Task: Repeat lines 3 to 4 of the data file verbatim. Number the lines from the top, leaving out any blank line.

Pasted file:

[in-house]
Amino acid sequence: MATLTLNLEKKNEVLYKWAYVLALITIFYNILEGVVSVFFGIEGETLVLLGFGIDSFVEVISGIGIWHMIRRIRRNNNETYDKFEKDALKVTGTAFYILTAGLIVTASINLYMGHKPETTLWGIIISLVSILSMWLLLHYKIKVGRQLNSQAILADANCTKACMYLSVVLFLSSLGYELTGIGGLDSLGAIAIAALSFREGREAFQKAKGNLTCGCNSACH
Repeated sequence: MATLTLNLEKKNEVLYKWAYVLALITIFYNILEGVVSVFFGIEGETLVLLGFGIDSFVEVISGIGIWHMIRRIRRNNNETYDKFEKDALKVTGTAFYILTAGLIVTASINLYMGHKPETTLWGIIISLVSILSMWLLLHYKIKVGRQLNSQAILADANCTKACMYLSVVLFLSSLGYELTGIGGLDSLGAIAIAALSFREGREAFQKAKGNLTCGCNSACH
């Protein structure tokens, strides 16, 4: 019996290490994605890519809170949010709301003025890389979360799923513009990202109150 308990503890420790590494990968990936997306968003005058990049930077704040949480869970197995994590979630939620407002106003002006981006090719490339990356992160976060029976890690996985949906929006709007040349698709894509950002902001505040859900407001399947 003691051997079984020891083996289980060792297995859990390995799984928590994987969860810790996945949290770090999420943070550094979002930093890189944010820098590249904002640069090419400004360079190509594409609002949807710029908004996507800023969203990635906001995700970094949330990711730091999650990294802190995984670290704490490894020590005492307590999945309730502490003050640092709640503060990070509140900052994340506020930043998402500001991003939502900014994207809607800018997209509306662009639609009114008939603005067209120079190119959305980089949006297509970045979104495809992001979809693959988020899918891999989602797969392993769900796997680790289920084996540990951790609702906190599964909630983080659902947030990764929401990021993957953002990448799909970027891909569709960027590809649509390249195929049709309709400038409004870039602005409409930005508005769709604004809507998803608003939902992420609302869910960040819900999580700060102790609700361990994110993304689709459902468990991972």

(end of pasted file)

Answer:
Repeated sequence: MATLTLNLEKKNEVLYKWAYVLALITIFYNILEGVVSVFFGIEGETLVLLGFGIDSFVEVISGIGIWHMIRRIRRNNNETYDKFEKDALKVTGTAFYILTAGLIVTASINLYMGHKPETTLWGIIISLVSILSMWLLLHYKIKVGRQLNSQAILADANCTKACMYLSVVLFLSSLGYELTGIGGLDSLGAIAIAALSFREGREAFQKAKGNLTCGCNSACH
């Protein structure tokens, strides 16, 4: 019996290490994605890519809170949010709301003025890389979360799923513009990202109150 308990503890420790590494990968990936997306968003005058990049930077704040949480869970197995994590979630939620407002106003002006981006090719490339990356992160976060029976890690996985949906929006709007040349698709894509950002902001505040859900407001399947 003691051997079984020891083996289980060792297995859990390995799984928590994987969860810790996945949290770090999420943070550094979002930093890189944010820098590249904002640069090419400004360079190509594409609002949807710029908004996507800023969203990635906001995700970094949330990711730091999650990294802190995984670290704490490894020590005492307590999945309730502490003050640092709640503060990070509140900052994340506020930043998402500001991003939502900014994207809607800018997209509306662009639609009114008939603005067209120079190119959305980089949006297509970045979104495809992001979809693959988020899918891999989602797969392993769900796997680790289920084996540990951790609702906190599964909630983080659902947030990764929401990021993957953002990448799909970027891909569709960027590809649509390249195929049709309709400038409004870039602005409409930005508005769709604004809507998803608003939902992420609302869910960040819900999580700060102790609700361990994110993304689709459902468990991972």